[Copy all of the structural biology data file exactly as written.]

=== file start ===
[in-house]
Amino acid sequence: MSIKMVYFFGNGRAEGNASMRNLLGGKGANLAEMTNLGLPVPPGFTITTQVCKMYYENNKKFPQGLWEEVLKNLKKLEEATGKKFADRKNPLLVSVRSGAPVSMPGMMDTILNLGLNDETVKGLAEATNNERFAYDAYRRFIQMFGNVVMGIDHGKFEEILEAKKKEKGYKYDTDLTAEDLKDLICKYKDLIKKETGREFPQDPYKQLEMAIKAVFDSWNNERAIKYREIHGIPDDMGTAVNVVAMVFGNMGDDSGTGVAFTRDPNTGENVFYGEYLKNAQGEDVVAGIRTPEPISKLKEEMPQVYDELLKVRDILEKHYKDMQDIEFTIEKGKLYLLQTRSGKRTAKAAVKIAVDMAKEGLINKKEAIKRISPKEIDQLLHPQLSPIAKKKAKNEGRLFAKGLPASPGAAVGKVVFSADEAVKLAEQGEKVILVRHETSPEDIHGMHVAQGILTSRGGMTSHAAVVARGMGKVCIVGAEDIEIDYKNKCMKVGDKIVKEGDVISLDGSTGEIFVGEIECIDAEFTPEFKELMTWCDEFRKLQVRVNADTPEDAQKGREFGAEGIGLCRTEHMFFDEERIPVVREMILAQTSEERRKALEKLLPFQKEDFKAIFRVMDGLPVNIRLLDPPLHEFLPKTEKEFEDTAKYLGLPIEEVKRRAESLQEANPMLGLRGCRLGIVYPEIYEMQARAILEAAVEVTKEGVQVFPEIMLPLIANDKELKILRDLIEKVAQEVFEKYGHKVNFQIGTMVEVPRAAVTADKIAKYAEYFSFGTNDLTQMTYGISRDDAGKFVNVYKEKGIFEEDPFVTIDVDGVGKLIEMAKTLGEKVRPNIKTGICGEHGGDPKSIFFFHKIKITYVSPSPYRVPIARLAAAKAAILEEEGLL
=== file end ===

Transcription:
[in-house]
Amino acid sequence: MSIKMVYFFGNGRAEGNASMRNLLGGKGANLAEMTNLGLPVPPGFTITTQVCKMYYENNKKFPQGLWEEVLKNLKKLEEATGKKFADRKNPLLVSVRSGAPVSMPGMMDTILNLGLNDETVKGLAEATNNERFAYDAYRRFIQMFGNVVMGIDHGKFEEILEAKKKEKGYKYDTDLTAEDLKDLICKYKDLIKKETGREFPQDPYKQLEMAIKAVFDSWNNERAIKYREIHGIPDDMGTAVNVVAMVFGNMGDDSGTGVAFTRDPNTGENVFYGEYLKNAQGEDVVAGIRTPEPISKLKEEMPQVYDELLKVRDILEKHYKDMQDIEFTIEKGKLYLLQTRSGKRTAKAAVKIAVDMAKEGLINKKEAIKRISPKEIDQLLHPQLSPIAKKKAKNEGRLFAKGLPASPGAAVGKVVFSADEAVKLAEQGEKVILVRHETSPEDIHGMHVAQGILTSRGGMTSHAAVVARGMGKVCIVGAEDIEIDYKNKCMKVGDKIVKEGDVISLDGSTGEIFVGEIECIDAEFTPEFKELMTWCDEFRKLQVRVNADTPEDAQKGREFGAEGIGLCRTEHMFFDEERIPVVREMILAQTSEERRKALEKLLPFQKEDFKAIFRVMDGLPVNIRLLDPPLHEFLPKTEKEFEDTAKYLGLPIEEVKRRAESLQEANPMLGLRGCRLGIVYPEIYEMQARAILEAAVEVTKEGVQVFPEIMLPLIANDKELKILRDLIEKVAQEVFEKYGHKVNFQIGTMVEVPRAAVTADKIAKYAEYFSFGTNDLTQMTYGISRDDAGKFVNVYKEKGIFEEDPFVTIDVDGVGKLIEMAKTLGEKVRPNIKTGICGEHGGDPKSIFFFHKIKITYVSPSPYRVPIARLAAAKAAILEEEGLL